My experience is that this doesn’t work very well. In fact, I don’t depend on it because I’ve lost too many important pictures using this feature. Therefore, there are three techniques I use to focus on subjects moving toward or away from the camera.

1. I pre-focus on a point in front of the subject and then wait until the right instant when the subject moves into that spot. Then I take a single shot. This is how I captured photo (#3).


2. Alternatively, using the motor drive at roughly 5 frames per second (some cameras shoot faster than this) I’ll start shooting just before the critical point and hopefully one or two of the shots will be sharp.

3. I intermittently press the autofocus button and shoot. I do this because I feel that the continuous autofocus mechanism isn’t fast enough to follow a fast moving subject toward the camera. However, when I press the autofocus button the lens snaps into focus extremely fast—much faster than I could ever do so manually. As soon as the lens focuses on the subject, I shoot. Then I release the focus button only to press it again a fraction of a second later. This isn’t a perfect technique, but it works for me most of the time. That’s how I focused on the horses and riders in photo (#4).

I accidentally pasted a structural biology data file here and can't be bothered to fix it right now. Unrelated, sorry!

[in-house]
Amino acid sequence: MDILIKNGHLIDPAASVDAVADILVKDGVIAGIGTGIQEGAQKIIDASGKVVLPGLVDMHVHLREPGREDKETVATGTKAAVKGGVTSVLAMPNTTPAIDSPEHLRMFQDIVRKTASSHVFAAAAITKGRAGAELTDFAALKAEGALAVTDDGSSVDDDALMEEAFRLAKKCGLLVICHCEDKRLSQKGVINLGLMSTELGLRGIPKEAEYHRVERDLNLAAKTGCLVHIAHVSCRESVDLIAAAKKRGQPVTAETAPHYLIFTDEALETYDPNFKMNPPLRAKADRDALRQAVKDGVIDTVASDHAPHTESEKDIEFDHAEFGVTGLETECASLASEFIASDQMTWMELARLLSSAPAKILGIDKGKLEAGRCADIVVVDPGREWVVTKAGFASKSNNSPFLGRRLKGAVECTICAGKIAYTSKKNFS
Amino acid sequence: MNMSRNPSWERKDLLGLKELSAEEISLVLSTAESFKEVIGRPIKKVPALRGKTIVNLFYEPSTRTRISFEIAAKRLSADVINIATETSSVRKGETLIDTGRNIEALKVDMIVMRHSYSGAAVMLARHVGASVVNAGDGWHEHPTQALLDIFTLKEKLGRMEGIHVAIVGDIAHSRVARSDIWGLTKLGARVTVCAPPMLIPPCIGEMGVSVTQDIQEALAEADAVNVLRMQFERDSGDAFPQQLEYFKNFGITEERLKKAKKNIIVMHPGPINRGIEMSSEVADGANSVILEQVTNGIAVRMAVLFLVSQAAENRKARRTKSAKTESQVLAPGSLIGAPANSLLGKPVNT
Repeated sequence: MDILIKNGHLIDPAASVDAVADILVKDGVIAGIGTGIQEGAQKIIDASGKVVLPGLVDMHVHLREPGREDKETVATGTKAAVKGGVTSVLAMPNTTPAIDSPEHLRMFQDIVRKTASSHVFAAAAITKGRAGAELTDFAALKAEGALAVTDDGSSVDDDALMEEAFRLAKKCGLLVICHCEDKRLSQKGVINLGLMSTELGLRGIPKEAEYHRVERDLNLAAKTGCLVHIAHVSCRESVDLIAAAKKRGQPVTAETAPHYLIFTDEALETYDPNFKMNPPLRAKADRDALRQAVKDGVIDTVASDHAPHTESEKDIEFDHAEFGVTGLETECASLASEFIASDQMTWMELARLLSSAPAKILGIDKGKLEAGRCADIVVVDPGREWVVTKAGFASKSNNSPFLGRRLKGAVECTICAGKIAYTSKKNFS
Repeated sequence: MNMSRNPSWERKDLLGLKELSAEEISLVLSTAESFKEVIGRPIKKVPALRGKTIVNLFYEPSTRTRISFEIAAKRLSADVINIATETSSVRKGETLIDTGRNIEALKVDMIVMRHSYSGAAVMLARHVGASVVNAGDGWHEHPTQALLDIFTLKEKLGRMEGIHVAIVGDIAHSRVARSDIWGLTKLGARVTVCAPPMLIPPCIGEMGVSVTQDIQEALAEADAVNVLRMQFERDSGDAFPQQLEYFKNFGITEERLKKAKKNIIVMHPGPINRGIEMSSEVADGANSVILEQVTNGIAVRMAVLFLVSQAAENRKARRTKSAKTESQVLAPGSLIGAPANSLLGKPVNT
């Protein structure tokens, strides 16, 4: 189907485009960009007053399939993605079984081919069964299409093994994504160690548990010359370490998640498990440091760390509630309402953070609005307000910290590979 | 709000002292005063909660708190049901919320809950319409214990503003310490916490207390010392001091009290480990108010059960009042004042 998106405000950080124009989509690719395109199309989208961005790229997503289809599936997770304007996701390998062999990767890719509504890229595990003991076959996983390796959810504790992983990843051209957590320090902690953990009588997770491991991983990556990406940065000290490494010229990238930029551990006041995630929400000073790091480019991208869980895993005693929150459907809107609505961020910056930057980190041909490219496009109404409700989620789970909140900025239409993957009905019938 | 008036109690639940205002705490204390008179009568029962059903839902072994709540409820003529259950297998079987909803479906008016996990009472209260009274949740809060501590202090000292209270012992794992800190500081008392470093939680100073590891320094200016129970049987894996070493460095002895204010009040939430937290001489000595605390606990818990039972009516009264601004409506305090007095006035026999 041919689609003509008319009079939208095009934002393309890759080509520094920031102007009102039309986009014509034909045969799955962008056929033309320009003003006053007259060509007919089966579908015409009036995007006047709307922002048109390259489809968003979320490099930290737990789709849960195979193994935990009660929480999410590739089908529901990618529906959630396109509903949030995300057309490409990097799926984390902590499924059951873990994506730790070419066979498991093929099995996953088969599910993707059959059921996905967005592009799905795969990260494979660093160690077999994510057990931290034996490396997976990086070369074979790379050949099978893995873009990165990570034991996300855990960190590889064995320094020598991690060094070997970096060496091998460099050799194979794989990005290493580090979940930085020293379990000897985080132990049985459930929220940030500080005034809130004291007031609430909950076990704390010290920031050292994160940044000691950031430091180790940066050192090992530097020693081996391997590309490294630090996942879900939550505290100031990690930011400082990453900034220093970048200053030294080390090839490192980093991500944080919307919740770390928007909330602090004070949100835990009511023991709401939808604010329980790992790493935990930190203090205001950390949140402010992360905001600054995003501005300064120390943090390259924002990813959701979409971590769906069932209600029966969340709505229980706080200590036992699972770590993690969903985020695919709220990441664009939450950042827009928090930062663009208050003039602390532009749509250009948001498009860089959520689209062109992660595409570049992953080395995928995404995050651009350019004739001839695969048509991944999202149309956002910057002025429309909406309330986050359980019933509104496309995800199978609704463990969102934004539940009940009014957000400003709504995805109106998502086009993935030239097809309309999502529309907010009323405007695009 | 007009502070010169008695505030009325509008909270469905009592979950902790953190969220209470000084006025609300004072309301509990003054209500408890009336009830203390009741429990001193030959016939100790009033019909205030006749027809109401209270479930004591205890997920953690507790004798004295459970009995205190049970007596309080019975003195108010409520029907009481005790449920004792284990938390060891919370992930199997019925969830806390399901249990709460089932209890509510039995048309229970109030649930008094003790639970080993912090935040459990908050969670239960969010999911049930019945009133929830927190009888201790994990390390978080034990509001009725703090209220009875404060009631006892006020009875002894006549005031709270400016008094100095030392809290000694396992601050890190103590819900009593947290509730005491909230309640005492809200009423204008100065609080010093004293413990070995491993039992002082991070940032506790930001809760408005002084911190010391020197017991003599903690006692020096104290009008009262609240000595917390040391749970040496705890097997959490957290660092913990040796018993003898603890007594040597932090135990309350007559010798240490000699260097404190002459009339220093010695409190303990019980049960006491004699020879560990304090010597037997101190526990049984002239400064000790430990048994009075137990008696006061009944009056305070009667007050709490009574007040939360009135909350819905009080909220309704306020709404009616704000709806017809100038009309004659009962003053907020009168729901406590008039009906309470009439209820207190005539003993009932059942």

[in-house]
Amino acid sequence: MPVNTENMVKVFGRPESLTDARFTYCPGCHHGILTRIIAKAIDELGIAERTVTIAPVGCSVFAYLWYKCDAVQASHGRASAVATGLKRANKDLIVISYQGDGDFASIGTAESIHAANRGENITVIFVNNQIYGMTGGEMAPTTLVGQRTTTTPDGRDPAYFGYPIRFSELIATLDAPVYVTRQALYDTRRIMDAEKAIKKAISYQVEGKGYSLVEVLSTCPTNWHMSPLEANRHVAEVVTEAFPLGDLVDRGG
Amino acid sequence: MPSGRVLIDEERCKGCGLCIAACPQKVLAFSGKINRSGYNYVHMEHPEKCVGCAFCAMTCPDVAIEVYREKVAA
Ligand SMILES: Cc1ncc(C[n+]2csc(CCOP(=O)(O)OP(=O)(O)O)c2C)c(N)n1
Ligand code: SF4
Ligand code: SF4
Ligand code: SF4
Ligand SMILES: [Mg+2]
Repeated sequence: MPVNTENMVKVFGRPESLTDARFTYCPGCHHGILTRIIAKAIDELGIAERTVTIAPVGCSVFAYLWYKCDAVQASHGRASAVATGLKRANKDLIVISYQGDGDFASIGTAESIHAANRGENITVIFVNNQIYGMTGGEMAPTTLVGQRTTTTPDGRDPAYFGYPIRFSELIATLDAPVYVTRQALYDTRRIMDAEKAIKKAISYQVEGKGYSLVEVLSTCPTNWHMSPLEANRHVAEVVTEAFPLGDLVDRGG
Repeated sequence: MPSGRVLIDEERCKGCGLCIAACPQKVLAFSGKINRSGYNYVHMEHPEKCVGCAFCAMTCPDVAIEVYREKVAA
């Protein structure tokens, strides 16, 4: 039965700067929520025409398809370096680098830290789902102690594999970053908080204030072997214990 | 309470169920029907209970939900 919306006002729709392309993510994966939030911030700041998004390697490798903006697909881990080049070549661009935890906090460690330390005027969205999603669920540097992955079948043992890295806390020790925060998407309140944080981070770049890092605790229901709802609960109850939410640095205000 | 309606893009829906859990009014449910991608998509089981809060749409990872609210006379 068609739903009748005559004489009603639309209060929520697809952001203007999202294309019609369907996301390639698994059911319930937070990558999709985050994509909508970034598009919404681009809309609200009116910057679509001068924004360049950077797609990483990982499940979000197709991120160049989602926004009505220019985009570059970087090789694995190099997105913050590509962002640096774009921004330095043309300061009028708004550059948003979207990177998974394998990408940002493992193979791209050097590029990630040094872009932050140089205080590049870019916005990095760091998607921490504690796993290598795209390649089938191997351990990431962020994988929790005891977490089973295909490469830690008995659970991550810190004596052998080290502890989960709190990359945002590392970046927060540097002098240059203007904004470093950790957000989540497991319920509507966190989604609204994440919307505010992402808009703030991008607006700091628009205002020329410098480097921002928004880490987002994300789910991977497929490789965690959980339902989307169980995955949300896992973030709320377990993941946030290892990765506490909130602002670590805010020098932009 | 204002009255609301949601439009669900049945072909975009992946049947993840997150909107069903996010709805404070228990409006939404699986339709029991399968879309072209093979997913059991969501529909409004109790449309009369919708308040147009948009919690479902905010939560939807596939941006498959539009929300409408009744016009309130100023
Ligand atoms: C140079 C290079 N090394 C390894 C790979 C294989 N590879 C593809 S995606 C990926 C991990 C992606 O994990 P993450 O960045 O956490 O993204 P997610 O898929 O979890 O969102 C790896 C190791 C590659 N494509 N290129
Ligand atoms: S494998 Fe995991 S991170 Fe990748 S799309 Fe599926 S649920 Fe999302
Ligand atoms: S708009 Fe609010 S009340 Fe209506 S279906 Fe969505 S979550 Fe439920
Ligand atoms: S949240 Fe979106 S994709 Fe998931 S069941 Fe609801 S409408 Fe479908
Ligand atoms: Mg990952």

Shutter Speed Variations
If you want moving subjects to be sharp, you have to use the fastest shutter speed possible. The available light, the ISO, and the maximum aperture of your lens will determine that speed. If you want a faster shutter speed (to make sure you freeze the legs of a galloping horse or an athlete, for example), then you have to raise the ISO, shoot under brighter light conditions, or use a lens with a larger maximum aperture. Those are your only options. In a situation like an indoor rodeo (#5), I wanted the cowboy and the bull to be sharp but I couldn’t do it. The lighting was abysmally dark and I was already using 3200 ISO (this was taken before ISO settings could be used at 25,000) and my maximum lens aperture of f/2.8. Therefore, the only option was to capture a “creative blur.” On the other hand, when I photographed a cowboy leading a group of horses (#6), they weren’t moving fast and they were relatively far away. This meant that their movements almost appeared in slow motion. Therefore, I used a normal shutter speed of 1/250th of a second and the results are tack sharp.